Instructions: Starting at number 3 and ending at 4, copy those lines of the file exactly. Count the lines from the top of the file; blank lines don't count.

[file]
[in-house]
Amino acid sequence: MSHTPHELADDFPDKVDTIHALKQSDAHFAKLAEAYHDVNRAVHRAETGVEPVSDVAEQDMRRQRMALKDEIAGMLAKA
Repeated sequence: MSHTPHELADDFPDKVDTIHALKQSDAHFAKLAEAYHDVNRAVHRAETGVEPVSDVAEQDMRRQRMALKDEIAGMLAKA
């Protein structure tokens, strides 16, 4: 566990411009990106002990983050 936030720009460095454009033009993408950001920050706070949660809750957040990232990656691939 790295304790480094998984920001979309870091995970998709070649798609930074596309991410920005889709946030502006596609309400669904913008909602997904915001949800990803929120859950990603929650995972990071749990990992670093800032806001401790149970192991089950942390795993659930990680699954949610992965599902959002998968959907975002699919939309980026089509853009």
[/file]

Repeated sequence: MSHTPHELADDFPDKVDTIHALKQSDAHFAKLAEAYHDVNRAVHRAETGVEPVSDVAEQDMRRQRMALKDEIAGMLAKA
């Protein structure tokens, strides 16, 4: 566990411009990106002990983050 936030720009460095454009033009993408950001920050706070949660809750957040990232990656691939 790295304790480094998984920001979309870091995970998709070649798609930074596309991410920005889709946030502006596609309400669904913008909602997904915001949800990803929120859950990603929650995972990071749990990992670093800032806001401790149970192991089950942390795993659930990680699954949610992965599902959002998968959907975002699919939309980026089509853009």